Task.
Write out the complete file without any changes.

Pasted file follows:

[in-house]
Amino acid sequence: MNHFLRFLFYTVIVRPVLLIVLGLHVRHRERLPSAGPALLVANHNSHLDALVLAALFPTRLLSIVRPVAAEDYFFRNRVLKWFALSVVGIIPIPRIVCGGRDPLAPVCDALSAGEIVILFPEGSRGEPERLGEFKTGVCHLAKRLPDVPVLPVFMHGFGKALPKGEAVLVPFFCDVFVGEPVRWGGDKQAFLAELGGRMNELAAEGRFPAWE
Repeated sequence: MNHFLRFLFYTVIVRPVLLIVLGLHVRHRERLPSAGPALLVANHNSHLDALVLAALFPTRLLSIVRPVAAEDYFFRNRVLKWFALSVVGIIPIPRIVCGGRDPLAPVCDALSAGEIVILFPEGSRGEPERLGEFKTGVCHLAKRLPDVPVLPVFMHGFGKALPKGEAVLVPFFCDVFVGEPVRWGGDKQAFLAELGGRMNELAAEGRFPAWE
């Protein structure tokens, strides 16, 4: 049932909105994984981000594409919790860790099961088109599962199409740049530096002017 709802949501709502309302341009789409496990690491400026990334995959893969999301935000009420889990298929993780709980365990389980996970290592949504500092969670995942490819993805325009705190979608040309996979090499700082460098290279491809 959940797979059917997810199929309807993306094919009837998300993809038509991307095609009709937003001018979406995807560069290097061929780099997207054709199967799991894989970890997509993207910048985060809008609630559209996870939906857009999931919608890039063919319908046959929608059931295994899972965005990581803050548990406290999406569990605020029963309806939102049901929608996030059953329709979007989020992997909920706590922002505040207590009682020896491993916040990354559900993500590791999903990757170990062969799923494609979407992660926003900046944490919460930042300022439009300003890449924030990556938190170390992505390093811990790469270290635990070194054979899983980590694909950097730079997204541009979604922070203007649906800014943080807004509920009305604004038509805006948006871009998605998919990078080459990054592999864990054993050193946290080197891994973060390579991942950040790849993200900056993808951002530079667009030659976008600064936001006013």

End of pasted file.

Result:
[in-house]
Amino acid sequence: MNHFLRFLFYTVIVRPVLLIVLGLHVRHRERLPSAGPALLVANHNSHLDALVLAALFPTRLLSIVRPVAAEDYFFRNRVLKWFALSVVGIIPIPRIVCGGRDPLAPVCDALSAGEIVILFPEGSRGEPERLGEFKTGVCHLAKRLPDVPVLPVFMHGFGKALPKGEAVLVPFFCDVFVGEPVRWGGDKQAFLAELGGRMNELAAEGRFPAWE
Repeated sequence: MNHFLRFLFYTVIVRPVLLIVLGLHVRHRERLPSAGPALLVANHNSHLDALVLAALFPTRLLSIVRPVAAEDYFFRNRVLKWFALSVVGIIPIPRIVCGGRDPLAPVCDALSAGEIVILFPEGSRGEPERLGEFKTGVCHLAKRLPDVPVLPVFMHGFGKALPKGEAVLVPFFCDVFVGEPVRWGGDKQAFLAELGGRMNELAAEGRFPAWE
């Protein structure tokens, strides 16, 4: 049932909105994984981000594409919790860790099961088109599962199409740049530096002017 709802949501709502309302341009789409496990690491400026990334995959893969999301935000009420889990298929993780709980365990389980996970290592949504500092969670995942490819993805325009705190979608040309996979090499700082460098290279491809 959940797979059917997810199929309807993306094919009837998300993809038509991307095609009709937003001018979406995807560069290097061929780099997207054709199967799991894989970890997509993207910048985060809008609630559209996870939906857009999931919608890039063919319908046959929608059931295994899972965005990581803050548990406290999406569990605020029963309806939102049901929608996030059953329709979007989020992997909920706590922002505040207590009682020896491993916040990354559900993500590791999903990757170990062969799923494609979407992660926003900046944490919460930042300022439009300003890449924030990556938190170390992505390093811990790469270290635990070194054979899983980590694909950097730079997204541009979604922070203007649906800014943080807004509920009305604004038509805006948006871009998605998919990078080459990054592999864990054993050193946290080197891994973060390579991942950040790849993200900056993808951002530079667009030659976008600064936001006013």